Honestly, I would take the Megabus again – the price was low enough that I can’t complain too much. I’m scarred for life from Amtrak and I can’t see driving when you combine the price of gas with the price of parking everywhere with the hassle of dealing with Chicago traffic. But on Saturday night I was ready to swear off the Megabus, too. But beggars can’t be choosers.

Thus concludes the three day adventure of Mommy and Maddie in Chicago. And I get to do this (or something like it) three more times. *grin*


Oh, Yes, That’s What It’s For

We’ve been loyal Math-U-See users ever since I finally ditched Saxon for good (so what’s that, two years or something?). I like the program, I love that Mr. Demme teaches it via DVD and that I can follow up after that. I need some back up here, you all. I just do.

I think I’ve glanced at the teacher’s manuals that come with each level less than five times. I haven’t found them to be particularly useful and just rely on the video plus my own common sense (scary, I know). Anyway, what this really means is that for two years whenever I checked the girls’ math problems, I was doing the work myself too. Confession? I can’t do multiple digit multiplication in my head. Second confession? I still use my fingers to count, but please DO NOT tell my kids that.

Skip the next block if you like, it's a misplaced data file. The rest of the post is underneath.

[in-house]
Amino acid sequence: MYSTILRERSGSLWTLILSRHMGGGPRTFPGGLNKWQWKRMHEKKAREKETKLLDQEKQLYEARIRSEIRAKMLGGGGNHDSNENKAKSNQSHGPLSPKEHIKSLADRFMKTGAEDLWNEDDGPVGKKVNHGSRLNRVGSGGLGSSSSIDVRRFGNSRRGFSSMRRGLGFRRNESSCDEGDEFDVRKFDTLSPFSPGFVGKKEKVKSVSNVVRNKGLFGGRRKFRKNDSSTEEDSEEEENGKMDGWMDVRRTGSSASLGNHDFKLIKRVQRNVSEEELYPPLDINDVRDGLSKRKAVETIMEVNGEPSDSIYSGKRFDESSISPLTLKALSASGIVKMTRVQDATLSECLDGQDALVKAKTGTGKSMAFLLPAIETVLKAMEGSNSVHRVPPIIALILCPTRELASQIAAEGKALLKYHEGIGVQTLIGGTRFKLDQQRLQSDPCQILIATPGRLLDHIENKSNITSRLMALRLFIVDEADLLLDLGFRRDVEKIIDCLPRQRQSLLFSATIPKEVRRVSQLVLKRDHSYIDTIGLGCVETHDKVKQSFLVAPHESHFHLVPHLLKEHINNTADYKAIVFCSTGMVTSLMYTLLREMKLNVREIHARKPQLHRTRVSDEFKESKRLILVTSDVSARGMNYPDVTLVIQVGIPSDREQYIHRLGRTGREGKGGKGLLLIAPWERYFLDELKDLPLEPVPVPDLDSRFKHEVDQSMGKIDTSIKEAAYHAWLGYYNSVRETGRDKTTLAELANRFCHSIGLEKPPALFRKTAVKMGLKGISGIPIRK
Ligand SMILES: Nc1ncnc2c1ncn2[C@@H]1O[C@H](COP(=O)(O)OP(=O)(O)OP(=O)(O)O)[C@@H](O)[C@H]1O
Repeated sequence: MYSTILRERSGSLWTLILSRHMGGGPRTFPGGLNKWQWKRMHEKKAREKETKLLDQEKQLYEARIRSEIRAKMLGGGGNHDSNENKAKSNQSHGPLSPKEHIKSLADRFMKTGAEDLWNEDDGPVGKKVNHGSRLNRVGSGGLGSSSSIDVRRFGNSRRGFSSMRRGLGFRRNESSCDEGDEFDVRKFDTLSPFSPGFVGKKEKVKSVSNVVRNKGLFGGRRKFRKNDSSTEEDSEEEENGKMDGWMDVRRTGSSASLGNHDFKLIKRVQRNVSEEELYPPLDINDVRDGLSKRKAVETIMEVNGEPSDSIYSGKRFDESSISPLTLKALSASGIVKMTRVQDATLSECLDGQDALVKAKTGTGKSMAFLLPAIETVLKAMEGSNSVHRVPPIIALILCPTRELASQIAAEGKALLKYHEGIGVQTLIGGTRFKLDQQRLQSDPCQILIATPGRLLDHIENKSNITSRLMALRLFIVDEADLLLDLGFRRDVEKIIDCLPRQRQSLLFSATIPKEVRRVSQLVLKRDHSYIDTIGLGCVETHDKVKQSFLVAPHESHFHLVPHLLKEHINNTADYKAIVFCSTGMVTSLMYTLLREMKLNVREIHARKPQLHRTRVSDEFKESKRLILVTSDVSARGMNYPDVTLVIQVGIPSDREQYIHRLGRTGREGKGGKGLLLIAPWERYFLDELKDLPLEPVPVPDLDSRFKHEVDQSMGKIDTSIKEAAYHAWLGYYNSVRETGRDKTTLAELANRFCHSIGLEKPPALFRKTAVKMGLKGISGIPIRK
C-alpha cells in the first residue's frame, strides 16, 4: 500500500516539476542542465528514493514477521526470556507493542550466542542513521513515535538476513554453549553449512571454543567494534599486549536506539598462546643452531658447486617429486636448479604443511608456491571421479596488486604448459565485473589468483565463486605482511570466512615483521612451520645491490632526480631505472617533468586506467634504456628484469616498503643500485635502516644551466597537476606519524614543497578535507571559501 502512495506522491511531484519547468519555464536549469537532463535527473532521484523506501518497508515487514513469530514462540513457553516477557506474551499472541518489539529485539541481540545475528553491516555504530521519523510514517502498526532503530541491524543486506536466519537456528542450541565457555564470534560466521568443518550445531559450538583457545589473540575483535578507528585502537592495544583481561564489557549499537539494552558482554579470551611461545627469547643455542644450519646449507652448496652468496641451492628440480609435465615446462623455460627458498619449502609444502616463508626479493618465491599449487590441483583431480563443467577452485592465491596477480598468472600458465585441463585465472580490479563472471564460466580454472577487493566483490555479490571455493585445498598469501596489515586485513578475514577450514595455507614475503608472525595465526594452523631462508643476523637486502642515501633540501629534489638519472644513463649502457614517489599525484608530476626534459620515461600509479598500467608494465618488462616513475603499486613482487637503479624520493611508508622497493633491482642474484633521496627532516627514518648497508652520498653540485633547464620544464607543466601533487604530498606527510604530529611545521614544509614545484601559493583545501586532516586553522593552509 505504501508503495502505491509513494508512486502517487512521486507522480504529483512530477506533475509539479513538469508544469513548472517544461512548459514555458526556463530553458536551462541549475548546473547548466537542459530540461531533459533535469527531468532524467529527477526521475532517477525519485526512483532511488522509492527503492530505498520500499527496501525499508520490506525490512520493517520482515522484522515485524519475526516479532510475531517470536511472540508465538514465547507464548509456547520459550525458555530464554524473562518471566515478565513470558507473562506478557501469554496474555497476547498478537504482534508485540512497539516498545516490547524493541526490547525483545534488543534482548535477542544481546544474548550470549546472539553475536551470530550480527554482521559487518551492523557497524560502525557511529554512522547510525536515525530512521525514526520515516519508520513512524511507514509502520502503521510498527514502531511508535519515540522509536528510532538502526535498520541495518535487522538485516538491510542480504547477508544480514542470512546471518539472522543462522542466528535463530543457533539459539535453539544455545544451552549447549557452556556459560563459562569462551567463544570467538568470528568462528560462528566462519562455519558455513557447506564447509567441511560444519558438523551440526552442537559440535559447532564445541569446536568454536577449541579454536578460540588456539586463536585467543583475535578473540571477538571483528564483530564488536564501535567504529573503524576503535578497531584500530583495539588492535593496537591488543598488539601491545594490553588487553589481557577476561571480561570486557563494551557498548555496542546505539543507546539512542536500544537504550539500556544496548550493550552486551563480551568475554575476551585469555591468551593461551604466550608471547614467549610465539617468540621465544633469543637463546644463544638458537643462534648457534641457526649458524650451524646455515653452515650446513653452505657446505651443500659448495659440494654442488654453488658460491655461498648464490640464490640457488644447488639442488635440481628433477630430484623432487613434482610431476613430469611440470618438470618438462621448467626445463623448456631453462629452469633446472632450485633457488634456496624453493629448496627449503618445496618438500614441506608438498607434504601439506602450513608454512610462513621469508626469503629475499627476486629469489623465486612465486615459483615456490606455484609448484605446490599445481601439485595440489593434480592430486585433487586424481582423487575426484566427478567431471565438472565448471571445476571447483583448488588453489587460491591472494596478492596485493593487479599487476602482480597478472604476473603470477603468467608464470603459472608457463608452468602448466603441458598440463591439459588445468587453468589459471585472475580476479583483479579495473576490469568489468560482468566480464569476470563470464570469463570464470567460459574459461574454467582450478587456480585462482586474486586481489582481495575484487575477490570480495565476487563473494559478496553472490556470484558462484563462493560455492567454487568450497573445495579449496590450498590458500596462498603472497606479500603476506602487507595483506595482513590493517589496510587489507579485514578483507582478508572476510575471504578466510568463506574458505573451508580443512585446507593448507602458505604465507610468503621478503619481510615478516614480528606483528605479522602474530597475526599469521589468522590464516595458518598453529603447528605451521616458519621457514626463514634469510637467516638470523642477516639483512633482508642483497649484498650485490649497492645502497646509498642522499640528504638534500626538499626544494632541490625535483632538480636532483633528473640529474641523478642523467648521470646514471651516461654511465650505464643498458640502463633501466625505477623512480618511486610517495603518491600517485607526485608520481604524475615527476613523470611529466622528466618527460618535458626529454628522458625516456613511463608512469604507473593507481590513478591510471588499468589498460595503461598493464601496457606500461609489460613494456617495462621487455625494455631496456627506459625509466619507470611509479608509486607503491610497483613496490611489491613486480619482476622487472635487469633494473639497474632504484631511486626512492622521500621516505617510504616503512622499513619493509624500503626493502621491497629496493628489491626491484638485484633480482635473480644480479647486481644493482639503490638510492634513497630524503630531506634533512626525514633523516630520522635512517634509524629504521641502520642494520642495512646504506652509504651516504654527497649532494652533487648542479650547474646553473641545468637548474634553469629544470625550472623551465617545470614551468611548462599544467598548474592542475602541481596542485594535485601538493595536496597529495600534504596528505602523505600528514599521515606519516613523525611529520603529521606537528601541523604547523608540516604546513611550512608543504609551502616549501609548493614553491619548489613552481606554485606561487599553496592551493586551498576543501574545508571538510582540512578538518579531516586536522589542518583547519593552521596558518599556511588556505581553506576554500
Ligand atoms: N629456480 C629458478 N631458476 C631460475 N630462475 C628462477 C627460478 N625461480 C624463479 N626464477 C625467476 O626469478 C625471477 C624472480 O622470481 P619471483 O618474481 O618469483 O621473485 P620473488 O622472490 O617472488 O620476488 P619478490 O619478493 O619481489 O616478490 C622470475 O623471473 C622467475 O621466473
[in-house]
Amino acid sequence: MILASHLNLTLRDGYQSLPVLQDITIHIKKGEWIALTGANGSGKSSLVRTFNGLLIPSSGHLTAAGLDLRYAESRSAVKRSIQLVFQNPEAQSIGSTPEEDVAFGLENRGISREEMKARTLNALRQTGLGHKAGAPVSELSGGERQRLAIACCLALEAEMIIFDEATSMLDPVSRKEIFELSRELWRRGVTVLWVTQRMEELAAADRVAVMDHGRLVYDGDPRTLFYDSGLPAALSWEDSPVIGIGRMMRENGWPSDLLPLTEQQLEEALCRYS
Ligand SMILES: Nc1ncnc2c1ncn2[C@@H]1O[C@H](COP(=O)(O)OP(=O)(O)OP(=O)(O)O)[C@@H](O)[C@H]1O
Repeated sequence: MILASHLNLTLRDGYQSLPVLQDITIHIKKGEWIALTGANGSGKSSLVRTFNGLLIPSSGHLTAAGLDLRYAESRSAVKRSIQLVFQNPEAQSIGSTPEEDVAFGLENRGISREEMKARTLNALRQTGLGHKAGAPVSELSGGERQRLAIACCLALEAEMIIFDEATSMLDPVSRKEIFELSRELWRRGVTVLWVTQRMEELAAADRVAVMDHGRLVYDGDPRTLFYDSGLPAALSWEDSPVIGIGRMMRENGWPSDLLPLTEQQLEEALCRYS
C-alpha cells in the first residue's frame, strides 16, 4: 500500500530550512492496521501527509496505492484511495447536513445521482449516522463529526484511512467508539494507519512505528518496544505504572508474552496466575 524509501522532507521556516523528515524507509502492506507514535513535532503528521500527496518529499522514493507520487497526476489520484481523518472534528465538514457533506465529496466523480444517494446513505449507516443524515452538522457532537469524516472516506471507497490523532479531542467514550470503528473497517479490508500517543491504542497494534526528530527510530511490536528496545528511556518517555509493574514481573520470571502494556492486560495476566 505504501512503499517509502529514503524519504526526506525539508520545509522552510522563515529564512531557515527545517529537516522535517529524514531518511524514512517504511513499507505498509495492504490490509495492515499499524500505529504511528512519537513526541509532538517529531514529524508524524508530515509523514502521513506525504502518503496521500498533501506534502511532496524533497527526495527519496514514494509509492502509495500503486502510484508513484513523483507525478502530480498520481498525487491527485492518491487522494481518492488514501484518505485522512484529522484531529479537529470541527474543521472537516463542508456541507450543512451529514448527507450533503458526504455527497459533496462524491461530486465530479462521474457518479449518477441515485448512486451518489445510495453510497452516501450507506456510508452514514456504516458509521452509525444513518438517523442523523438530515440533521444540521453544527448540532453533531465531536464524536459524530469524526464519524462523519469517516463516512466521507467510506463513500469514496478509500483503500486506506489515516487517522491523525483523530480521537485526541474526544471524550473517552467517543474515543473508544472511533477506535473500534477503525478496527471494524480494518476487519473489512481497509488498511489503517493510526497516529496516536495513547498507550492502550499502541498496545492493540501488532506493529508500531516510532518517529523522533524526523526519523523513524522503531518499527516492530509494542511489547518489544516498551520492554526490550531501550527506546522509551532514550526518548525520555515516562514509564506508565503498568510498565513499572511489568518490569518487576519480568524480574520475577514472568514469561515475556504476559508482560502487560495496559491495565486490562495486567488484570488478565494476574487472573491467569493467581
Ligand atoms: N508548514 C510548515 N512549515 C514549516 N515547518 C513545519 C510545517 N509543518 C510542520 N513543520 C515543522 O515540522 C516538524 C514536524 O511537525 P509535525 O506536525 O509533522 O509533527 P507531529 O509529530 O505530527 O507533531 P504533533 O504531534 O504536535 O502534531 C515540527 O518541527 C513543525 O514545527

Okay, so what this means is that I’ve either pulled out another sheet of paper and worked the problems out myself or *gasp* used a calculator.

Yesterday a nameless someone in our family was again struggling with math (could have something to do with the fact that it was her first day back doing math in, oh, about a month). I decided to crack open the teacher’s manual to see if there was any additional help in there.

I didn’t see anything that would necessarily transform our current situation into math-understanding-bliss, but what I DID find was that in the back of the manual (you probably already know where I’m going with this) – answer keys. To everything.

Glory! Checking math today was so much easier.

Just one more thing to add to my homeschooling “Duh, like, you didn’t already know this?” list. It’s growing, that.